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By Jonathan Dienst, Elisha Fieldstadt and Associated Press

Two Saudi Arabian sisters who had been living in Virginia and were discovered dead and bound together near the edge of New York’s Hudson River were likely alive when they entered the water, investigators said.

The bodies of Tala Farea, 16, and Rotana Farea, 22, were found in the river along Manhattan by the New York Police Department on Oct. 24. They were bound in duct tape together at their waists and feet, facing one another, and both fully clothed.

Suicide remains “a leading theory,” a law enforcement official told NBC News. But a previous suspicion that the sisters jumped from the George Washington Bridge seems unlikely since their bodies lacked signs of trauma associated with a fall from that height.

The bodies of sisters Rotana, left, and Tala Farea were discovered on on the banks of New York City's Hudson River waterfront on Oct. 24, 2018.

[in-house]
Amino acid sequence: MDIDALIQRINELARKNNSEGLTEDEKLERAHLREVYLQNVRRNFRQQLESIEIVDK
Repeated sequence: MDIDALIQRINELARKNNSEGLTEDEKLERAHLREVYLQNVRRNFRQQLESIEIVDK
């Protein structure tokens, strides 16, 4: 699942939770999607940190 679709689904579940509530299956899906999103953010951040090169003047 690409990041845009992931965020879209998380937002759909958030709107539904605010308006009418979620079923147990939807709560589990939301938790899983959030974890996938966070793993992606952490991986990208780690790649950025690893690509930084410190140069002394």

The bodies of sisters Rotana, left, and Tala Farea were discovered on on the banks of New York City's Hudson River waterfront on Oct. 24, 2018.NYPD via AP

The sisters were last heard from on Aug. 24 and reported missing on Sept. 12, according to a statement from the Fairfax County Police Department in Virginia.

Police said their mother told detectives she had received a call from an official at the Saudi Arabian Embassy the day before the bodies were discovered. The embassy was ordering the family to leave the U.S. because her daughters had applied for political asylum, the mother said. Tala and Rotana had moved to the U.S. from Saudi Arabia with their mother in 2015, according to The Associated Press.

"We are out to get justice for those two girls and find out exactly what happened," New York Chief of Detectives Dermot Shea said Tuesday.

A statement from the Saudi Consulate General in New York said the State Department and the Embassy of Saudi Arabia in Washington were also investigating the sisters’ mysterious deaths, and the consulate had "appointed an attorney to follow the case closely."

Both sisters were students in Washington, along with their brother, the statement said.

Rotana was enrolled at George Mason University, but left in the spring, the school said in a statement.